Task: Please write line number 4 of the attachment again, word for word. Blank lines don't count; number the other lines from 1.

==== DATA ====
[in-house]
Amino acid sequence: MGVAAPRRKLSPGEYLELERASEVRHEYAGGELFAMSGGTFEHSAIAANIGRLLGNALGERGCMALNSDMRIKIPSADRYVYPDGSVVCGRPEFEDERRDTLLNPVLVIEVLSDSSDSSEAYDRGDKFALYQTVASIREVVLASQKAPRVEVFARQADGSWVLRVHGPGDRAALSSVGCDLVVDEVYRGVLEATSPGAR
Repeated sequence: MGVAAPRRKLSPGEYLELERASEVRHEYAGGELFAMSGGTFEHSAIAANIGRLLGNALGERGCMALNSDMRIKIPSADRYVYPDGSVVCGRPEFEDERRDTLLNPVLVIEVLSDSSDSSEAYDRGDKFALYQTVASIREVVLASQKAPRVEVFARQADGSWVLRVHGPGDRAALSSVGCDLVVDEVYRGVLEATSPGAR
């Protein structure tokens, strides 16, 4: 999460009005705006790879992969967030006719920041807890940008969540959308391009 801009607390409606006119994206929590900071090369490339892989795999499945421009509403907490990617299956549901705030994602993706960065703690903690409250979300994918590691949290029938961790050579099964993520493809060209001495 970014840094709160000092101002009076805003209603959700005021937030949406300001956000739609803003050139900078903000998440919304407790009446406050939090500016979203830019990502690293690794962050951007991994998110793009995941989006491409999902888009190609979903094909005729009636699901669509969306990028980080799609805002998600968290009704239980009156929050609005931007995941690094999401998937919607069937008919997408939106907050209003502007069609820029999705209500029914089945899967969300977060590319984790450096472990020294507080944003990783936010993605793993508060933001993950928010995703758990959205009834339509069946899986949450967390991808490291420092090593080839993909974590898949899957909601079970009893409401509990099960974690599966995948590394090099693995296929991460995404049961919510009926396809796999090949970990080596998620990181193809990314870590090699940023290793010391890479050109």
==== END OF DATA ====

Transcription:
């Protein structure tokens, strides 16, 4: 999460009005705006790879992969967030006719920041807890940008969540959308391009 801009607390409606006119994206929590900071090369490339892989795999499945421009509403907490990617299956549901705030994602993706960065703690903690409250979300994918590691949290029938961790050579099964993520493809060209001495 970014840094709160000092101002009076805003209603959700005021937030949406300001956000739609803003050139900078903000998440919304407790009446406050939090500016979203830019990502690293690794962050951007991994998110793009995941989006491409999902888009190609979903094909005729009636699901669509969306990028980080799609805002998600968290009704239980009156929050609005931007995941690094999401998937919607069937008919997408939106907050209003502007069609820029999705209500029914089945899967969300977060590319984790450096472990020294507080944003990783936010993605793993508060933001993950928010995703758990959205009834339509069946899986949450967390991808490291420092090593080839993909974590898949899957909601079970009893409401509990099960974690599966995948590394090099693995296929991460995404049961919510009926396809796999090949970990080596998620990181193809990314870590090699940023290793010391890479050109």